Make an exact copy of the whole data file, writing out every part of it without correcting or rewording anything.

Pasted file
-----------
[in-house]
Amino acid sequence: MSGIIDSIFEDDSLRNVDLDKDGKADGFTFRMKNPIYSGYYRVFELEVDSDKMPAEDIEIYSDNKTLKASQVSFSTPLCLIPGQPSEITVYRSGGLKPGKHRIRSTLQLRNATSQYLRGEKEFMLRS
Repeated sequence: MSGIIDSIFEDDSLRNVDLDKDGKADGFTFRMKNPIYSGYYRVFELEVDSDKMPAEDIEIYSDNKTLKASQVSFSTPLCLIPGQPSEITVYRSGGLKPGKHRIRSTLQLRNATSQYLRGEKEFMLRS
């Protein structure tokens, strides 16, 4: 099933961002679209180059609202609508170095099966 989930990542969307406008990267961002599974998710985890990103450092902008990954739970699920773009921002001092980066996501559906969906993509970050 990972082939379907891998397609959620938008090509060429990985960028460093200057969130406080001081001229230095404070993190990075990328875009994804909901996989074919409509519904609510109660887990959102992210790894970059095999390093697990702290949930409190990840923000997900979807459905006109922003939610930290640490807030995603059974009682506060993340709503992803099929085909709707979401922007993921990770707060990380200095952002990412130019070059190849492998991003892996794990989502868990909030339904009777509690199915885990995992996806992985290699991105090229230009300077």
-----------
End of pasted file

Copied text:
[in-house]
Amino acid sequence: MSGIIDSIFEDDSLRNVDLDKDGKADGFTFRMKNPIYSGYYRVFELEVDSDKMPAEDIEIYSDNKTLKASQVSFSTPLCLIPGQPSEITVYRSGGLKPGKHRIRSTLQLRNATSQYLRGEKEFMLRS
Repeated sequence: MSGIIDSIFEDDSLRNVDLDKDGKADGFTFRMKNPIYSGYYRVFELEVDSDKMPAEDIEIYSDNKTLKASQVSFSTPLCLIPGQPSEITVYRSGGLKPGKHRIRSTLQLRNATSQYLRGEKEFMLRS
């Protein structure tokens, strides 16, 4: 099933961002679209180059609202609508170095099966 989930990542969307406008990267961002599974998710985890990103450092902008990954739970699920773009921002001092980066996501559906969906993509970050 990972082939379907891998397609959620938008090509060429990985960028460093200057969130406080001081001229230095404070993190990075990328875009994804909901996989074919409509519904609510109660887990959102992210790894970059095999390093697990702290949930409190990840923000997900979807459905006109922003939610930290640490807030995603059974009682506060993340709503992803099929085909709707979401922007993921990770707060990380200095952002990412130019070059190849492998991003892996794990989502868990909030339904009777509690199915885990995992996806992985290699991105090229230009300077």